The Atlantic Daily: An Attack in Egypt

Coptic Christians targeted in Egypt, Ramadan in the time of ISIS, Trump’s unpredictability, and more

Mourners gathered at the Sacred Family Church for the funeral of Coptic Christians who were killed on Friday in Minya, Egypt, May 26, 2017. (Mohamed Abd El Ghany / Reuters)

What We’re Following

Religious Violence: Gunmen killed 28 Coptic Christians in an attack on a bus in Egypt’s El-Minya governorate today. Though no group has claimed responsibility yet, ISIS has targeted Copts in the past—and has taken advantage of Egypt’s existing sectarian climate to do so. The attack comes less than a day before the start of the Muslim holy month of Ramadan, a time of fasting, prayer, and atonement that ISIS has marked with deadly attacks in recent years. President Trump condemned such terrorism in his Ramadan message—a departure from the tone of his predecessors’ statements.

Leadership Questions: Though Trump’s first trip abroad has gone smoothly so far, his stops in Saudi Arabia, Israel, and Brussels also highlighted the unpredictability of his foreign policy: For instance, he declined to affirm the U.S. commitment to defend fellow members of NATO yesterday, although some allies had expected him to do so. David Frum sees that moment—as well as the reaction to Montana Representative-elect Greg Gianforte’s attack on a reporter—as evidence of a “moral holiday” among Republican leaders who haven’t stood up against Trump’s breaches of political norms. But the Gianforte incident isn’t unique to the Trump era; it has roots in a long tradition of political bullying.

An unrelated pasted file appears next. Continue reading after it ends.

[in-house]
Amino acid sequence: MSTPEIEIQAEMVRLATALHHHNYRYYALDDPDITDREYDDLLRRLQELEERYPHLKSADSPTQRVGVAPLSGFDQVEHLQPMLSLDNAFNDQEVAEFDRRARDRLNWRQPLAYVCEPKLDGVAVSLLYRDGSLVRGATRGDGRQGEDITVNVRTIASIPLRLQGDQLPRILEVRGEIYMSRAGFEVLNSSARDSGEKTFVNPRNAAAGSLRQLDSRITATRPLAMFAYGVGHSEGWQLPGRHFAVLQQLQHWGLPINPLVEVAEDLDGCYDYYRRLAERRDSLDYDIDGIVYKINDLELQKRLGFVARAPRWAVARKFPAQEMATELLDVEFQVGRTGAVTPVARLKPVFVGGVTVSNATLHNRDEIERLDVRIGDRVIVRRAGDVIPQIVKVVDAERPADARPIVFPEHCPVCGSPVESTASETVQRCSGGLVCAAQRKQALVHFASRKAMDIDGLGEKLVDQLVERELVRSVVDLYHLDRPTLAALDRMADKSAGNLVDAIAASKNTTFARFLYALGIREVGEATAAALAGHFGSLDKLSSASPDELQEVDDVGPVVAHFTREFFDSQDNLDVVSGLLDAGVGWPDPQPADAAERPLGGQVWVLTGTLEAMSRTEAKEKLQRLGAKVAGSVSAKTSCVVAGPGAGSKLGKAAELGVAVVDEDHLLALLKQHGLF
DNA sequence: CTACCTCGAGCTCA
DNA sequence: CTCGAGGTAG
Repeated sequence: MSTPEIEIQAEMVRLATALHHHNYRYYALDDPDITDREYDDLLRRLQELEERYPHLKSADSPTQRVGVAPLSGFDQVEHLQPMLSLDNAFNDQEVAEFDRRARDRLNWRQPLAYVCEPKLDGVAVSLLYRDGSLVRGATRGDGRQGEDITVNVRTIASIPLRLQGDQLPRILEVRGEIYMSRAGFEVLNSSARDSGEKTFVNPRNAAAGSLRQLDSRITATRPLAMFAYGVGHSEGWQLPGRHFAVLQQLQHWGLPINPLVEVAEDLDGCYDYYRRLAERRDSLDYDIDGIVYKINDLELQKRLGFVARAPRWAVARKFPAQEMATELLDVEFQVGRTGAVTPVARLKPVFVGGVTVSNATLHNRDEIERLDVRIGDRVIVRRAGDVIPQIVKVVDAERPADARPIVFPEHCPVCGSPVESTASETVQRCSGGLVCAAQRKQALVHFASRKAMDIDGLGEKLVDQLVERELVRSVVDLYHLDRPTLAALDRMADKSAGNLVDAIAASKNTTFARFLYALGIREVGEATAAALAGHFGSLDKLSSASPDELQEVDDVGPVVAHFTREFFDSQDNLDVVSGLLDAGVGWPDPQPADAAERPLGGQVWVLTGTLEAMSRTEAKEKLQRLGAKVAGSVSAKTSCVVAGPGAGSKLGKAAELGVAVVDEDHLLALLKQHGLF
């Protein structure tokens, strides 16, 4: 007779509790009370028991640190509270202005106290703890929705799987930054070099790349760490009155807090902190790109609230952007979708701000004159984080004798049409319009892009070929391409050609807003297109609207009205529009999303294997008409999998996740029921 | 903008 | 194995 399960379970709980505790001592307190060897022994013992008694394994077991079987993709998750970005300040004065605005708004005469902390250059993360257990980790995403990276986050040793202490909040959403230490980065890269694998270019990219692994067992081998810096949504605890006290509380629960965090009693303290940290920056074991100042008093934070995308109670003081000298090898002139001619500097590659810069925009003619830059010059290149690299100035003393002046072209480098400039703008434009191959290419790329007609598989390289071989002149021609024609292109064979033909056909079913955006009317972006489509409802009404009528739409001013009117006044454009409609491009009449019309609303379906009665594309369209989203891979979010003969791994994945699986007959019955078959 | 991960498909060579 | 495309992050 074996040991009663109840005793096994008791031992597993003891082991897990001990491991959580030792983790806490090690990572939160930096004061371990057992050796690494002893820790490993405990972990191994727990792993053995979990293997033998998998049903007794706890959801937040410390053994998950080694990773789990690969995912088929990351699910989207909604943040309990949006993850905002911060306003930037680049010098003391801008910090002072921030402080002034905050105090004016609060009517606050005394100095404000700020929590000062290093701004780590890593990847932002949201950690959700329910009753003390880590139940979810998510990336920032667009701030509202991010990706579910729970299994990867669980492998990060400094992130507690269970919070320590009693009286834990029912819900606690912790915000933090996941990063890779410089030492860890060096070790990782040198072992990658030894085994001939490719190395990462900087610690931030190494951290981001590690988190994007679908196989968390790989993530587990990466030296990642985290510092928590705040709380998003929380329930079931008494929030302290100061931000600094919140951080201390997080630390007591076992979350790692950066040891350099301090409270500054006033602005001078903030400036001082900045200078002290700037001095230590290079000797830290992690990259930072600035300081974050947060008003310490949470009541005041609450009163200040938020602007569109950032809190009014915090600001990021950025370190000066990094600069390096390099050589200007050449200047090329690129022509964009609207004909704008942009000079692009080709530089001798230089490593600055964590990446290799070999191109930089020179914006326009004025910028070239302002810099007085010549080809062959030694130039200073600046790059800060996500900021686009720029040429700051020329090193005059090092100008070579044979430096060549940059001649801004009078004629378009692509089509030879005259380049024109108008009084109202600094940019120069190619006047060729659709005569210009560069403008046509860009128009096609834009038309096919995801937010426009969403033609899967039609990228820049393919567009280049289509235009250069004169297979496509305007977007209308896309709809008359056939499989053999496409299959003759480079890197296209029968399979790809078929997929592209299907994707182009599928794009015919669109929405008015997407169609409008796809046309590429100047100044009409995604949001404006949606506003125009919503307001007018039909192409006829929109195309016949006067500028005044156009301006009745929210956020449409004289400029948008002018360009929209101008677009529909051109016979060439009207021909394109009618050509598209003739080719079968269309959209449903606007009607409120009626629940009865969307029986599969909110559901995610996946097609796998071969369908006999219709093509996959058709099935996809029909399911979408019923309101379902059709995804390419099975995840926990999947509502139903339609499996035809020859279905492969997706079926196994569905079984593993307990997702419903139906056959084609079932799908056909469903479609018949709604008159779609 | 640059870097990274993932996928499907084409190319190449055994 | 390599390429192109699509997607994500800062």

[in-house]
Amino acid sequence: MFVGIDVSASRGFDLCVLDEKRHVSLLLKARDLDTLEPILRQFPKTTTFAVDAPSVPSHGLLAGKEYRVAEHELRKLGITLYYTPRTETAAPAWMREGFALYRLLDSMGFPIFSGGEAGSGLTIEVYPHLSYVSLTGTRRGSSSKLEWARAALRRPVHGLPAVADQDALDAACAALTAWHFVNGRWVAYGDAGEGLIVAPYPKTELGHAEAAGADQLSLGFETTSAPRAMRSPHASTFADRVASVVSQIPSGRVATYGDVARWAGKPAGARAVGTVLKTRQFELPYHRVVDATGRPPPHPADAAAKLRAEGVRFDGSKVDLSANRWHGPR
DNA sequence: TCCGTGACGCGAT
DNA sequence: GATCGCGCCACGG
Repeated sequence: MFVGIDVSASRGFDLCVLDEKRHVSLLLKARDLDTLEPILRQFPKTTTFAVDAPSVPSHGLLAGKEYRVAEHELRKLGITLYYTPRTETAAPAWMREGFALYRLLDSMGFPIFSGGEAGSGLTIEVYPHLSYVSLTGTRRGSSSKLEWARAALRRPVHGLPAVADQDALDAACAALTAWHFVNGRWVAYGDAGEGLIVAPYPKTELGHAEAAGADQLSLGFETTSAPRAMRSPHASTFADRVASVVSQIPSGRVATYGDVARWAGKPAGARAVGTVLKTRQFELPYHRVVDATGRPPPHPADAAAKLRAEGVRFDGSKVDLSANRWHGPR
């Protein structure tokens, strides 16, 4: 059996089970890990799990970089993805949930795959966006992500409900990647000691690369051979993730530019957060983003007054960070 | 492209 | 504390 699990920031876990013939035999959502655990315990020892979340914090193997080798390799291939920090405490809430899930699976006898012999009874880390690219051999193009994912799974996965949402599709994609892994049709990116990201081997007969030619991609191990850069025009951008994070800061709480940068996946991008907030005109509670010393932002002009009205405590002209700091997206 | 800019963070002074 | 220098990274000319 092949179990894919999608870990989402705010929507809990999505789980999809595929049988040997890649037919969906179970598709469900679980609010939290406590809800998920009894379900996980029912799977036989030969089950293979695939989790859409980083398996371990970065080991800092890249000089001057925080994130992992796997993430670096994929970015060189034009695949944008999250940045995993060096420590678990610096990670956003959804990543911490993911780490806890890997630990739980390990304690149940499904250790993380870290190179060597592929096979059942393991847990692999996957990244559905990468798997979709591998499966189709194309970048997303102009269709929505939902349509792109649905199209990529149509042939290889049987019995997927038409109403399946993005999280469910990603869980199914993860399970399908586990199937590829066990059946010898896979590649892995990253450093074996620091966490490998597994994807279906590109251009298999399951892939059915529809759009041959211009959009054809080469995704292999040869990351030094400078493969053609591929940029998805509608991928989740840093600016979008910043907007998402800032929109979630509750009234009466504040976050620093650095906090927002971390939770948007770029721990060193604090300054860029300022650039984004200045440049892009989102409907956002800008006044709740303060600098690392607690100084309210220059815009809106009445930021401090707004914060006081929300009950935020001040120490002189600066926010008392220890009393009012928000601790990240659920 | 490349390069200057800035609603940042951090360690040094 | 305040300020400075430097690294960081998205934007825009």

Women’s Health: One-third of the Planned Parenthood health centers in Iowa are closing after the state passed legislation that excludes abortion providers from public funding, leaving some patients struggling to find another source for reproductive health care. Meanwhile, the U.S. lags behind other countries in protecting mothers and babies during childbirth, but many of its recent safety improvements are thanks to one influential obstetrician.


A family of ducks passes the White House on May 19, 2017. See more of the week’s best photos here. (Andrew Harnik / AP)

Who We’re Talking To

Carlos Mark Vera, who founded the nonprofit Pay Our Interns, describes the value of a “tough-love” approach to mentorship.

Irina Raicu, the director of an ethics center in Silicon Valley, explains why technologists need ethics training.

Bob Woodward, the legendary investigative reporter, advises journalists covering Trump to calm down: “We are not at the Watergate level yet.” Watch here.

Evening Read

Ben Rowen on the history of memories:

Nostalgia—generally defined as a sentimental longing for bygone times—underwent a particularly significant metamorphosis in 1888, when Kodak released the first commercially successful camera for amateurs. Ads soon positioned it as a necessary instrument for preserving recollections of children and family celebrations. According to Nancy Martha West, the author of Kodak and the Lens of Nostalgia, the camera “allowed people … to arrange their lives in such a way that painful or unpleasant aspects were systematically erased.”

Technology is poised to once again revolutionize the way we recall the past.

Read more here, as Ben describes the innovations that foreshadow the end of forgetting.

What Do You Know?

1. In 2016, Fox News host Sean Hannity’s show generated $____________ in advertising revenue.